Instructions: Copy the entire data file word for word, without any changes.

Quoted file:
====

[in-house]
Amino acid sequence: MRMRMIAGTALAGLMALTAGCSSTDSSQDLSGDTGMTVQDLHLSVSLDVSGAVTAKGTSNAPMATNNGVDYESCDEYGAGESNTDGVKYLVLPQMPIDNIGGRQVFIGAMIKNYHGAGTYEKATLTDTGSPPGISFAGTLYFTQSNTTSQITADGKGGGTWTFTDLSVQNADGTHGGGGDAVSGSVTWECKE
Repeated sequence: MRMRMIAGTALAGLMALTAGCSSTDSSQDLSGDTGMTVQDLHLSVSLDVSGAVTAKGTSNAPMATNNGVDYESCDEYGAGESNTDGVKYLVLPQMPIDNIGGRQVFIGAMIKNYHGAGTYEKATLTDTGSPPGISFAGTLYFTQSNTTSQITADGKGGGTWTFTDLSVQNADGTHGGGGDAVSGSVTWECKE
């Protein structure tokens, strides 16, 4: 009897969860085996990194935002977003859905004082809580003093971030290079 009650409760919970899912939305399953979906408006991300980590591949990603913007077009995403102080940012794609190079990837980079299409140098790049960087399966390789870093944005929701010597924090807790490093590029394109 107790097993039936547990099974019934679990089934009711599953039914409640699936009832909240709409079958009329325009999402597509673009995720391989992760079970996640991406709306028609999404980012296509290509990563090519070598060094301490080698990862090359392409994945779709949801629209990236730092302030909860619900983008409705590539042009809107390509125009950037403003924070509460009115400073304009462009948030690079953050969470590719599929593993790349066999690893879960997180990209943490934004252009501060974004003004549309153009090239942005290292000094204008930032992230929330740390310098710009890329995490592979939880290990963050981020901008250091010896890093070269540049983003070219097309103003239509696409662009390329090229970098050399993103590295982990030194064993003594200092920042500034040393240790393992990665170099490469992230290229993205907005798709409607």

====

[in-house]
Amino acid sequence: MRMRMIAGTALAGLMALTAGCSSTDSSQDLSGDTGMTVQDLHLSVSLDVSGAVTAKGTSNAPMATNNGVDYESCDEYGAGESNTDGVKYLVLPQMPIDNIGGRQVFIGAMIKNYHGAGTYEKATLTDTGSPPGISFAGTLYFTQSNTTSQITADGKGGGTWTFTDLSVQNADGTHGGGGDAVSGSVTWECKE
Repeated sequence: MRMRMIAGTALAGLMALTAGCSSTDSSQDLSGDTGMTVQDLHLSVSLDVSGAVTAKGTSNAPMATNNGVDYESCDEYGAGESNTDGVKYLVLPQMPIDNIGGRQVFIGAMIKNYHGAGTYEKATLTDTGSPPGISFAGTLYFTQSNTTSQITADGKGGGTWTFTDLSVQNADGTHGGGGDAVSGSVTWECKE
């Protein structure tokens, strides 16, 4: 009897969860085996990194935002977003859905004082809580003093971030290079 009650409760919970899912939305399953979906408006991300980590591949990603913007077009995403102080940012794609190079990837980079299409140098790049960087399966390789870093944005929701010597924090807790490093590029394109 107790097993039936547990099974019934679990089934009711599953039914409640699936009832909240709409079958009329325009999402597509673009995720391989992760079970996640991406709306028609999404980012296509290509990563090519070598060094301490080698990862090359392409994945779709949801629209990236730092302030909860619900983008409705590539042009809107390509125009950037403003924070509460009115400073304009462009948030690079953050969470590719599929593993790349066999690893879960997180990209943490934004252009501060974004003004549309153009090239942005290292000094204008930032992230929330740390310098710009890329995490592979939880290990963050981020901008250091010896890093070269540049983003070219097309103003239509696409662009390329090229970098050399993103590295982990030194064993003594200092920042500034040393240790393992990665170099490469992230290229993205907005798709409607």